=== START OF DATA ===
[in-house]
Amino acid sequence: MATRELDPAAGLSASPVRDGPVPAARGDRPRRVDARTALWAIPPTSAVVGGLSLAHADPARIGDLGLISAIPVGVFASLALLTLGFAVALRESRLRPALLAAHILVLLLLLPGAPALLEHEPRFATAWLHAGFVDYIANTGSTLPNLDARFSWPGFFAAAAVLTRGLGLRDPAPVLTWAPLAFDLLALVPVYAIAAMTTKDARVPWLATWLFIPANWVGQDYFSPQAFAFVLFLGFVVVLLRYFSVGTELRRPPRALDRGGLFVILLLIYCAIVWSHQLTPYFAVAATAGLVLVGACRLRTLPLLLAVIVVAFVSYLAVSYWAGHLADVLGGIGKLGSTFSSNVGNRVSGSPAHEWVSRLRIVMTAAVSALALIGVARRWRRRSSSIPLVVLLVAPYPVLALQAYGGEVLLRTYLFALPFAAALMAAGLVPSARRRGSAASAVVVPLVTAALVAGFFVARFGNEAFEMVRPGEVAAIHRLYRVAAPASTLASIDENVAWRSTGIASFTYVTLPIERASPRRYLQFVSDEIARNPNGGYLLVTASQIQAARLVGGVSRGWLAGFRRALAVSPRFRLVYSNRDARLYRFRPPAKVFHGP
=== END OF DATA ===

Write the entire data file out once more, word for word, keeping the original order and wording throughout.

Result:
[in-house]
Amino acid sequence: MATRELDPAAGLSASPVRDGPVPAARGDRPRRVDARTALWAIPPTSAVVGGLSLAHADPARIGDLGLISAIPVGVFASLALLTLGFAVALRESRLRPALLAAHILVLLLLLPGAPALLEHEPRFATAWLHAGFVDYIANTGSTLPNLDARFSWPGFFAAAAVLTRGLGLRDPAPVLTWAPLAFDLLALVPVYAIAAMTTKDARVPWLATWLFIPANWVGQDYFSPQAFAFVLFLGFVVVLLRYFSVGTELRRPPRALDRGGLFVILLLIYCAIVWSHQLTPYFAVAATAGLVLVGACRLRTLPLLLAVIVVAFVSYLAVSYWAGHLADVLGGIGKLGSTFSSNVGNRVSGSPAHEWVSRLRIVMTAAVSALALIGVARRWRRRSSSIPLVVLLVAPYPVLALQAYGGEVLLRTYLFALPFAAALMAAGLVPSARRRGSAASAVVVPLVTAALVAGFFVARFGNEAFEMVRPGEVAAIHRLYRVAAPASTLASIDENVAWRSTGIASFTYVTLPIERASPRRYLQFVSDEIARNPNGGYLLVTASQIQAARLVGGVSRGWLAGFRRALAVSPRFRLVYSNRDARLYRFRPPAKVFHGP